No lives were lost when the Walk-in-the-Water became stranded, but the hull of the ship was damaged beyond repair.9
Within only a few years, the Walk-in-the-Water had become a valuable tool for transportation, commerce, and communication along Lake Erie, and it was a financial success for her owners. Plans for a new steamship commenced almost immediately.
The following winter, master carpenter Noah Brown built the Superior on the shores of Buffalo creek.10 It was the first vessel built in Buffalo.11 Prior to 1822, large sandbars at the mouth of Buffalo creek prevented the development of a suitable harbor at Buffalo; for this reason the Walk-in-the-Water was launched from Black Rock. The Superior was shorter than the Walk-in-the-Water in both length and width, but was two feet deeper, requiring deeper water at the launch site.12
Buffalo citizens wanted their town to play a bigger part in Great Lakes commerce. They convinced the Lake Erie Steamboat Company to build the Superior at Buffalo creek, promising that the mouth of the creek would be cleared and the water would be deepened. An agreement was made guaranteeing the Lake Erie Steamboat Company $100 for each day the Superior, when ready to go out, was delayed at Buffalo creek.13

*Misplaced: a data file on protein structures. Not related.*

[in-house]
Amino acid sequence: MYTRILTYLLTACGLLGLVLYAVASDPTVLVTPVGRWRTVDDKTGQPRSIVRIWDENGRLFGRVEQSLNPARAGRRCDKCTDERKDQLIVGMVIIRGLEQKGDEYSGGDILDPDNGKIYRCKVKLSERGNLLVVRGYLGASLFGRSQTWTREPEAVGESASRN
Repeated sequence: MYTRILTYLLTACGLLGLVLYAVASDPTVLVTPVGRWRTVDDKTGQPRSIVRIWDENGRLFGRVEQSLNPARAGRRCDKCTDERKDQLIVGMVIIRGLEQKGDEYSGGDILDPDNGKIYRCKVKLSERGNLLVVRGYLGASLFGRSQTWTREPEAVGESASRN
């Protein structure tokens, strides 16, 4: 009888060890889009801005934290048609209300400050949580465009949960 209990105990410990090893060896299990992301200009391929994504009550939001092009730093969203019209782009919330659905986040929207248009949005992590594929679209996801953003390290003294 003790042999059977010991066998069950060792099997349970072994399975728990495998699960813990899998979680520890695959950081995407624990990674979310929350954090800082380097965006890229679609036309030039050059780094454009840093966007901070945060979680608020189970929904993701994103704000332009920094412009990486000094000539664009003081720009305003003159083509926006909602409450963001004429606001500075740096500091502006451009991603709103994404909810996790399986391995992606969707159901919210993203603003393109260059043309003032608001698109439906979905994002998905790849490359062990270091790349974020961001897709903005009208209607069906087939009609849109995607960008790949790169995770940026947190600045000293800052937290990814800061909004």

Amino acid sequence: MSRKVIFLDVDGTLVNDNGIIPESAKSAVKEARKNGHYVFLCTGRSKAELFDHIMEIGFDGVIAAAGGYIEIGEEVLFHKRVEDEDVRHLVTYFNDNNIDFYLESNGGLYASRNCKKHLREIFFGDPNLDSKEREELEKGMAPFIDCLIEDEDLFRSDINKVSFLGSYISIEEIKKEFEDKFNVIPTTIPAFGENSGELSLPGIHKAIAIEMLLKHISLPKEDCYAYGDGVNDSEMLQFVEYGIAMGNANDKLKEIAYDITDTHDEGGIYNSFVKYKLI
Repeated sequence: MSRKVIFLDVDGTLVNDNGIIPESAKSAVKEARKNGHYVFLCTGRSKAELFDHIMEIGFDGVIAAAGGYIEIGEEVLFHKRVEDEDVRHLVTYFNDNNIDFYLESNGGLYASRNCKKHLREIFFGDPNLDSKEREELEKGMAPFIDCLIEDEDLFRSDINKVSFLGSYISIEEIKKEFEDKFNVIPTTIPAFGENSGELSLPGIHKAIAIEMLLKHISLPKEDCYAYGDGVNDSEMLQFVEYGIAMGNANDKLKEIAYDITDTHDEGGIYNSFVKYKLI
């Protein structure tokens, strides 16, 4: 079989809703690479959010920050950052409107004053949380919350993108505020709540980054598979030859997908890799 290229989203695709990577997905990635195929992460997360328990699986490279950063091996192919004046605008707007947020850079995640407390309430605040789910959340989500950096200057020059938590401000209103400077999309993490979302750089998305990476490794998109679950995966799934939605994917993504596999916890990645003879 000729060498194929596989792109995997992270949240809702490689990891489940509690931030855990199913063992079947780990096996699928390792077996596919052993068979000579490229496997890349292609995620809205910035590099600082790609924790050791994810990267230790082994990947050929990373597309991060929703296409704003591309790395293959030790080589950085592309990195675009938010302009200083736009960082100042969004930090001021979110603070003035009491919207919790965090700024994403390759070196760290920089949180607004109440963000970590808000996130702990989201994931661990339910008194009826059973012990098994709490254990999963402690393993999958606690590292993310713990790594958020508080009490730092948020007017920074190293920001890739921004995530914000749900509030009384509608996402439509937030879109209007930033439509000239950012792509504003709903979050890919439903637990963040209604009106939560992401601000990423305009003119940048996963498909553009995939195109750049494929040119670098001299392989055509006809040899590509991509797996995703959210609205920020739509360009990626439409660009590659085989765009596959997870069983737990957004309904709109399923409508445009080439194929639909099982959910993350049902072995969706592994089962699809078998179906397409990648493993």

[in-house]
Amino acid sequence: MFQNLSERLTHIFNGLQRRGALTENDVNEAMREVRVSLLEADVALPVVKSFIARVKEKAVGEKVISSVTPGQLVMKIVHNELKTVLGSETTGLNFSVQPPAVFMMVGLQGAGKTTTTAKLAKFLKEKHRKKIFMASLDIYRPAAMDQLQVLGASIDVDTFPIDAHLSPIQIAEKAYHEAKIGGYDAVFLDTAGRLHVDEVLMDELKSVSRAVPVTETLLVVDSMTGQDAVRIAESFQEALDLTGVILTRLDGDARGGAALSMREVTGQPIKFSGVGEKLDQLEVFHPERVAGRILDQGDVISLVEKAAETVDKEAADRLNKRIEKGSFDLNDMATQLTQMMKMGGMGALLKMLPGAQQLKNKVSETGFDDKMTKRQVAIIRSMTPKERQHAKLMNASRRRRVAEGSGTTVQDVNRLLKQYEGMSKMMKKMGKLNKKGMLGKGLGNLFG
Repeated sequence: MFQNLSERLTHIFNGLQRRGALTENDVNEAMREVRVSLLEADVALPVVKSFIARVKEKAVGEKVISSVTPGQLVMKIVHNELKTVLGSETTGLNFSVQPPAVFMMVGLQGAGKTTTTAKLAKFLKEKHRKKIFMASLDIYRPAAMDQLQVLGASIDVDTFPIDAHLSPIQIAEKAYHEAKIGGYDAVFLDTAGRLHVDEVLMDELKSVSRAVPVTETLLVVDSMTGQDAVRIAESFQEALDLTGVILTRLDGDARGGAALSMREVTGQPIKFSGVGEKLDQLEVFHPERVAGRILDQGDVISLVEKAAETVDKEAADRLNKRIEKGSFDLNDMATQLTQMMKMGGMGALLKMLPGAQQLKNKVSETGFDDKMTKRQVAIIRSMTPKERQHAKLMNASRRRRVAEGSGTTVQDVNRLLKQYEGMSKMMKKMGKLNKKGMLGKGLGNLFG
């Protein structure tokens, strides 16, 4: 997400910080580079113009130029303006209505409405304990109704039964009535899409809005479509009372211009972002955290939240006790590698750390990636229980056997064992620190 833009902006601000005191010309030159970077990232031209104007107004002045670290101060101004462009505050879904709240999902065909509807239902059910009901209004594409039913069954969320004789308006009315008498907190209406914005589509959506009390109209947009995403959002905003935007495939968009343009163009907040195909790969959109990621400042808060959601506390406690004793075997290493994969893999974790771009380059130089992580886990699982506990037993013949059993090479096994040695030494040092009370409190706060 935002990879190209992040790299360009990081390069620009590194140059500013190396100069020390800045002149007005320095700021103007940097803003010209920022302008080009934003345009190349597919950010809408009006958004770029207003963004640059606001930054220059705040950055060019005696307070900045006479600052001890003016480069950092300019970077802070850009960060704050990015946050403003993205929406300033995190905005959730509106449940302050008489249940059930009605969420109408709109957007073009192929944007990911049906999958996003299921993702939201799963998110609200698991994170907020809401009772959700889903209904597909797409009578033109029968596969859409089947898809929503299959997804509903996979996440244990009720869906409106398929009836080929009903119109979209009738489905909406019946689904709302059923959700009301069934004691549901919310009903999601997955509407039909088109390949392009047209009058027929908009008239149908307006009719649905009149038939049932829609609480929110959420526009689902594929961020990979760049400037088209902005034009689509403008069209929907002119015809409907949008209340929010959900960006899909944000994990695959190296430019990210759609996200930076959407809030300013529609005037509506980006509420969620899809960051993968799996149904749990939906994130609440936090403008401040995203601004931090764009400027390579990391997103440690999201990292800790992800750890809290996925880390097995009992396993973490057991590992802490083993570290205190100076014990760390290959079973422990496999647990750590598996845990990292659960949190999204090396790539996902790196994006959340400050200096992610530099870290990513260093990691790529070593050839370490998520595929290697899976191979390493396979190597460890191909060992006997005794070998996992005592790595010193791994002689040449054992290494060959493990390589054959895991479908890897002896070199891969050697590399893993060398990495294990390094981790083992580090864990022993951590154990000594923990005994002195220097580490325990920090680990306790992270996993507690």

As the Superior neared completion, the Buffalo creek project was still unfinished, and the people of Buffalo grew anxious. They “felt that success in getting this vessel out of the harbor into the lake was vital to the future of that harbor.”14 Thus in early spring 1822, “the citizens assembled every day in large numbers, merchants, lawyers and laborers alike, with teams, scrapers and shovels, and other necessary tools, and labored assiduously to remove as much of the bar as was necessary to permit the Superior to pass out and return to the harbor, and those who could not work sent down provisions of all kinds…in order to help the good work along.”15